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  5. Brynneth, Thank you! I am one of those Wiccans that still use wasteful disposable products because I didn’t realize that there was a green alternative out there. But because of this, I am inspired to “bleed green” from now on!

    Also, thank you to Prexus and Brandi for posting the link for jade and pearl’s website. That was a great look at some of the natural alternative products out there for us.

    I’ve often wondered why, in this technologically advanced era, we couldn’t come up with alternatives for menstruation that didn’t involve locking ourselves away, or dealing with the mess of inefficient older products. This is wonderful! Thank you again!

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    1. I’m always happy whenever people consider all their alternatives! In the end, many women will still continuing using disposable items because it does offer a degree of convenience. I just wanted to make note of two other non-mainstream products, Natracare and 7th Generation products which are disposable, but more environmentally friendly (and vaginally-friendly) products. Hope you ladies all find a good variety of menstrual protection needs!

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  6. I made my own pads out of terrycloth in the early 90’s lots of articles and groups sharing info and patterns then. There was also a book published in Canada about Dioxins that bleach create and the bleach used in creating ‘white ‘ tampons and sanitary pads. I bought it at the time but you couldn’t get it in the USA. I can’t remember the title off the top of my head but it does have whitewash in the title. US manufacturers didn’t want us knowing about the book or what it exposed.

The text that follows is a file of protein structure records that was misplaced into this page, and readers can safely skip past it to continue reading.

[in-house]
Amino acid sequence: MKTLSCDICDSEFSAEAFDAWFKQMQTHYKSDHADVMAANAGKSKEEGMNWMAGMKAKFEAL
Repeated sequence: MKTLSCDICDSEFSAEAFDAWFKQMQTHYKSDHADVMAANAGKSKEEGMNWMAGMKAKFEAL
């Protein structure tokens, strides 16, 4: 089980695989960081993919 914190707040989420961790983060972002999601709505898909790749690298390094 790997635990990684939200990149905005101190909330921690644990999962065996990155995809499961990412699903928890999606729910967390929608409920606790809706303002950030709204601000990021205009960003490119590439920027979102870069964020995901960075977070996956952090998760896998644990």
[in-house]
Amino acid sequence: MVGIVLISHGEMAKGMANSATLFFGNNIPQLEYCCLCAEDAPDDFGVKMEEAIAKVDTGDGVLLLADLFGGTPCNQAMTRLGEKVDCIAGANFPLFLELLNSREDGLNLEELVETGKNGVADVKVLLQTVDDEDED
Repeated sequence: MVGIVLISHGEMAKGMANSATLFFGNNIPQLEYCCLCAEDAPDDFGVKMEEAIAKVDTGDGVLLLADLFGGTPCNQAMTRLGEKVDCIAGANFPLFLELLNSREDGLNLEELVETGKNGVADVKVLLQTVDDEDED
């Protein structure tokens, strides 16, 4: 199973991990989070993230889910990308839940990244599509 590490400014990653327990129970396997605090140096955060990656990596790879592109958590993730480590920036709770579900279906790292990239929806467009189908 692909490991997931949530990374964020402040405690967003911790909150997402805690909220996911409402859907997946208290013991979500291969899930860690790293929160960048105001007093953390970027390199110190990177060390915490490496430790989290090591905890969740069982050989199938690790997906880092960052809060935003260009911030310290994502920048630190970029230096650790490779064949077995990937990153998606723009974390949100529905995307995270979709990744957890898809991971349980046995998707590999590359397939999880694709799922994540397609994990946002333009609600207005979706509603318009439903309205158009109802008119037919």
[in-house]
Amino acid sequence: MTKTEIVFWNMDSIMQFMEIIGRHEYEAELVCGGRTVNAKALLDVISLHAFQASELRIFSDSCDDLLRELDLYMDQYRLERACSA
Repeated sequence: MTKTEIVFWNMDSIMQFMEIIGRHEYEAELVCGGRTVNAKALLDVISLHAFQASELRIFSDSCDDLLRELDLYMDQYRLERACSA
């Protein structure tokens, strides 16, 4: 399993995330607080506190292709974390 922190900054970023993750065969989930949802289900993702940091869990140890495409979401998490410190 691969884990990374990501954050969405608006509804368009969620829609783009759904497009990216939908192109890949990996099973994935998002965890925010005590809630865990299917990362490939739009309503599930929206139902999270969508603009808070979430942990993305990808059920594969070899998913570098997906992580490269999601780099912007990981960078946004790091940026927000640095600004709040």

I also have shared my blood with the earth in several places. The first time I shared my blood with the cedar tree in our front yard blood red mushrooms grew where I had poured the blood. I had a very special connection with that cedar tree and it was always very loving, validating and healing. In olden times women shared with he earth where they would plant the crops using their blood as fertilizer. Our blood is sacred because it is the blood that gives life not blood that is spilled in death.

    I also have a blood drum that I made using my menstrual blood. I saw some blood drums that a Native American had made and the blood used was elk blood and the hide was soaked in the blood from the dead elk. I thought the idea was good but wanted a drum made with life-giving blood and so saved my blood the next time I had my period. I added water to it and poured it into the drum I had made on the first day of my period. The hide soaked up part of my blood and I used some to paint a goddess onto the face of the drum. I also saved the uterine lining my body would shed dried it and used it in the head of the beater for the drum.

    Our power is in our blood and there are some great books out there that tell the old stories. I need to unpack all those books still from my most recent move. oh well just adding my 2 cents worth.

    Linda